Previous article in this series: December 1, 2015, p. 106.

“Why tarriest thou,” said Ananias to a Jew newly converted to Christianity, “arise, and be baptized, and wash away thy sins” (Acts 22:16). That was Saul of Tarsus. Having been taught “at the feet of Gamaliel” (Acts 22:3), he was well versed in the Pharisaistic system of legal righteousness. And he had rejected Christianity. With a vengeance. Before being able fully to comprehend a righteousness that is by faith, therefore, Saul, in a very real sense, had to unlearn the whole of his dogmatics. It was to this man that Ananias was able to say, “…be baptized, and wash away thy sins”—and not have to clarify that by adding, “but please understand that we are talking here about a sign. The remission of sins cannot be effected by a washing with mere water.” Saul would simply have taken that for granted. And we, in turn, take for granted, do we not, that Saul would have done so—in spite of the fact that he had, still, much to learn about the cleansing power of the blood of Jesus.

We are ready to take that for granted, I think, because it is the language of the new dispensation. Post-Pentecost. But what about the old dispensation? Leviticus 17:11 is telling. Moses could say to the people of Israel concerning the sacrificial victim of the burnt offering that “it is the blood that maketh an atonement for the soul”—and he did not have to add, “but please bear in mind that we are talking symbolism here. You must understand that sheep’s blood can neither cover sin nor cleanse the conscience. What God is saying is that He accepts this offering from your hand as symbolical atonement for your souls.” The saints of God, from the very beginning, understood that to be the case—even though they had, still, much to learn about the cleansing power of the blood of the promised Messiah.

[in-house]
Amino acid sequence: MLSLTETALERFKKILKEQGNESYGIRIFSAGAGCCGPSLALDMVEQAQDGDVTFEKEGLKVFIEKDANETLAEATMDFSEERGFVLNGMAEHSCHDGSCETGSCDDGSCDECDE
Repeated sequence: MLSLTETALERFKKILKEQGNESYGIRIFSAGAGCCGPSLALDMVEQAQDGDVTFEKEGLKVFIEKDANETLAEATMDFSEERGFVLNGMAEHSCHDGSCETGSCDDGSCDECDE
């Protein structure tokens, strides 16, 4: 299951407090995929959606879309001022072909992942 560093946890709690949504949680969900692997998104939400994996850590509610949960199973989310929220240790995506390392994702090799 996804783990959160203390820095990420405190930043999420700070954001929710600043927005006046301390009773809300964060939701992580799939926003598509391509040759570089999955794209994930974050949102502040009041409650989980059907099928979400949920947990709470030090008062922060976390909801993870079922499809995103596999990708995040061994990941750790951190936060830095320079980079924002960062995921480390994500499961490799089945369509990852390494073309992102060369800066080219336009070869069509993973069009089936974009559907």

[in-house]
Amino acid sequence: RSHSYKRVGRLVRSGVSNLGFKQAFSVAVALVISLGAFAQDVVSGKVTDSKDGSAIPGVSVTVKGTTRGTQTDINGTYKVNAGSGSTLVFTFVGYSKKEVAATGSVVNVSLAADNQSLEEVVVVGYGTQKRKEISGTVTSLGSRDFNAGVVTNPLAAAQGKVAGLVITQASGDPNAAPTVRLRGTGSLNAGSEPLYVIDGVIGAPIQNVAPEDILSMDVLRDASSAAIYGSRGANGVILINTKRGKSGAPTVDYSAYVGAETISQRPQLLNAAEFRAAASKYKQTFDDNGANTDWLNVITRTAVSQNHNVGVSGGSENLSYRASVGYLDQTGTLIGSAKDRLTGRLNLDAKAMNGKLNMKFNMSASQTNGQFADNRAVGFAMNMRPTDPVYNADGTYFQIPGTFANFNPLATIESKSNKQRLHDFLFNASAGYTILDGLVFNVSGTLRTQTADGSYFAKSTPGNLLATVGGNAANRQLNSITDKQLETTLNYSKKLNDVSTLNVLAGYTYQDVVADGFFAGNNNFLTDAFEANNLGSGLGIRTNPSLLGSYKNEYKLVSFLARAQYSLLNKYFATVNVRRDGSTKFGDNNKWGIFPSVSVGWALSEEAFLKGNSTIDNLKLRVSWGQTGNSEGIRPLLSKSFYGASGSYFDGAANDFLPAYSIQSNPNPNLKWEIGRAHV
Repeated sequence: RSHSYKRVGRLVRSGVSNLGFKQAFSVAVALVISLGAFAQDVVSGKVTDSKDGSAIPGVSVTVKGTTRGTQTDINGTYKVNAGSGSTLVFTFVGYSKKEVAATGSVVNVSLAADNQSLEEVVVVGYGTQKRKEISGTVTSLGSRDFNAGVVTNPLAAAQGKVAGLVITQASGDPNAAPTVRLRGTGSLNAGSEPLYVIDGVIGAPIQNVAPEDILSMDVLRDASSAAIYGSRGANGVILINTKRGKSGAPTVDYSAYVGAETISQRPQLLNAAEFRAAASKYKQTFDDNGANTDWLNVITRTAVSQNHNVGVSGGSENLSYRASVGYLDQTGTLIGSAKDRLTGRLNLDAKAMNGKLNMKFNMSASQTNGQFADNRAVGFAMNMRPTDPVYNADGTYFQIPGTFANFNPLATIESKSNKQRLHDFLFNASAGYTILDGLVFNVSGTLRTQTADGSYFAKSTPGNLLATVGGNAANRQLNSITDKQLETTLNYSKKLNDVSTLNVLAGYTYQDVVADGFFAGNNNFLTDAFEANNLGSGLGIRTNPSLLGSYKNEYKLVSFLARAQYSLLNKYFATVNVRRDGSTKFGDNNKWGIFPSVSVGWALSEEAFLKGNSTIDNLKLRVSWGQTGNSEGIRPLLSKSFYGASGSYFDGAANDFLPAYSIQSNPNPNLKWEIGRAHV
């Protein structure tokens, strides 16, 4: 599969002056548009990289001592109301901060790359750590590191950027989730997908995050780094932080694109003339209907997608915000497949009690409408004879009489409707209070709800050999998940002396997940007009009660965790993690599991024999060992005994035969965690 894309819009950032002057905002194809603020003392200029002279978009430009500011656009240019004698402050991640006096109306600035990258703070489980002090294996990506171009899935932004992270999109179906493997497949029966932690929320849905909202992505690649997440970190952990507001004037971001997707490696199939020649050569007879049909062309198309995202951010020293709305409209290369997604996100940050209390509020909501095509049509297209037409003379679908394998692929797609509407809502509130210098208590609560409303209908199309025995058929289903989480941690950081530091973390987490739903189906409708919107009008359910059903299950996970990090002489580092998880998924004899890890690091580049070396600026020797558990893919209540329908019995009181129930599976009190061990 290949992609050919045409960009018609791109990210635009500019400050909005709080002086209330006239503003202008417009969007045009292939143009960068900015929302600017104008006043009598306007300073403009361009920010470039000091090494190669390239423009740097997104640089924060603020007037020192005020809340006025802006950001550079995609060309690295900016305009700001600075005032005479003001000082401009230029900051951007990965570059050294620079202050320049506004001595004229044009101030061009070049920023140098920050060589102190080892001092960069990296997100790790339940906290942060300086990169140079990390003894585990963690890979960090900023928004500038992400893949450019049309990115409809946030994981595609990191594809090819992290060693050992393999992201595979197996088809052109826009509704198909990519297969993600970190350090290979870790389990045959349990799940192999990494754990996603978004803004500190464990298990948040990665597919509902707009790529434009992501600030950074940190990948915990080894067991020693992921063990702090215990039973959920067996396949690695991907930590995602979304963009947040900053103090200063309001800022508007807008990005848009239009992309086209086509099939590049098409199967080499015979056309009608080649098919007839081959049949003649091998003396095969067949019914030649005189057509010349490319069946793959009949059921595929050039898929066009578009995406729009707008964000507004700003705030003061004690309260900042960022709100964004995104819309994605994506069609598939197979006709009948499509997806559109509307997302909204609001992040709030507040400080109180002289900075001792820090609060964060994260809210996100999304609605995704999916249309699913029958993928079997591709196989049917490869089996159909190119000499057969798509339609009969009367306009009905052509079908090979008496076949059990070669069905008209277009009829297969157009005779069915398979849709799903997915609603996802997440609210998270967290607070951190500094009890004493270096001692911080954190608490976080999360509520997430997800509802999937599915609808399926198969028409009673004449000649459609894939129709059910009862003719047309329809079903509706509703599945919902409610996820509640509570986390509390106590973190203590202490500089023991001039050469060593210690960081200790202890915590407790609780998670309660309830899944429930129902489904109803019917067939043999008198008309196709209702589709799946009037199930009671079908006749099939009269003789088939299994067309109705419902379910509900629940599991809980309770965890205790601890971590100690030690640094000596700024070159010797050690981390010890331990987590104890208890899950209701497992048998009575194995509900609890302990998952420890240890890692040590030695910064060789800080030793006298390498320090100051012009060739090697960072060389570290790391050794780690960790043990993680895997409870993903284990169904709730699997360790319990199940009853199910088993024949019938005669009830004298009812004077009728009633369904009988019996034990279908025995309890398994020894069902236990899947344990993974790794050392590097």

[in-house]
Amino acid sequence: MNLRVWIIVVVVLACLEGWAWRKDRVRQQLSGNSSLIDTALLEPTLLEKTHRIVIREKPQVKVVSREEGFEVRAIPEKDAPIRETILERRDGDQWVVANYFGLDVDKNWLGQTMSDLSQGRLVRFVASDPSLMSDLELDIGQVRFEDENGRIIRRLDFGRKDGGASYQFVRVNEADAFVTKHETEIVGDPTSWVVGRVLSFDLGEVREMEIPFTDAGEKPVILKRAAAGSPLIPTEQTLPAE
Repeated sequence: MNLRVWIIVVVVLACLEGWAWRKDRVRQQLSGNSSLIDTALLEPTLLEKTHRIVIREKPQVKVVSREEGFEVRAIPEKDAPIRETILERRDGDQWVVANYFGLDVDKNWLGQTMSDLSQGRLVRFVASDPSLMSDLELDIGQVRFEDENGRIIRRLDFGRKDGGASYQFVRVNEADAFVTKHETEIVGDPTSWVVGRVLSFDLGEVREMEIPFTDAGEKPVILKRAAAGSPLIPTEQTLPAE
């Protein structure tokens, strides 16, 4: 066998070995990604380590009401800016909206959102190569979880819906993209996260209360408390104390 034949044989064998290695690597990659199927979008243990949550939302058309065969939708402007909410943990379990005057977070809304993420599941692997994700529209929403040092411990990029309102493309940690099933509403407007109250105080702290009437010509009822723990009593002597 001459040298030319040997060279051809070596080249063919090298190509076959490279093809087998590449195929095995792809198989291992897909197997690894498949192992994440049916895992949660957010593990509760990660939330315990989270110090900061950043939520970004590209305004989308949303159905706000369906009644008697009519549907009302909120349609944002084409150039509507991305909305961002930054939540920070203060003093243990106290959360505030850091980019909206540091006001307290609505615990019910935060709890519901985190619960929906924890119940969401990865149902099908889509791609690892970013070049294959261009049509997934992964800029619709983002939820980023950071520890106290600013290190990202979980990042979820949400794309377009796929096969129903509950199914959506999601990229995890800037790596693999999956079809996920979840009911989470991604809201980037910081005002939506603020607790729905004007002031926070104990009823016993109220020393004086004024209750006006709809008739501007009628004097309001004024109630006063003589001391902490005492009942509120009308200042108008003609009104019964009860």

Which explains why David’s contemporaries would not be bewildered by the prayer to God that he penned for their benefit in Psalm 51:16. “Thou desirest not sacrifice, else would I give it: thou delightest not in burnt offering.” Those who read, and sang, the words of this psalm understood full well that the psalmist, their king, would not for a minute condone neglect of the ceremonies of the law. God had prescribed them. He would in fact delight in them. And His saints would, through them, be blessed with the assurance that their transgressions were forgiven and their sins were covered (Ps. 32:1). But they knew this too, that it was not the blood of beasts that cleansed their souls. Nor was it the smell of a burning carcass, as such, that was a “sweet savor unto the Lord” (Lev. 3:5). Every slaying of an innocent animal on behalf of sinner-saints impressed anew on their minds these truths, not only that the justice of God requires that satisfaction be made for sins committed against Him, but also this, that, though they deserved death for their sins, God in His mercy had provided a way of escape. And it was not the blood of an animal. In fact, their experience was that, as we have observed before, God refused to grant relief to their troubled consciences, in their bringing of sacrifices to His altar, till they looked away from the slaughtered animal and cast themselves on His mercy. The blood of a sheep? Symbolical atonement for their souls. This they knew. And this they would immediately ‘read into’ the words of the psalmist in Psalm 51:16.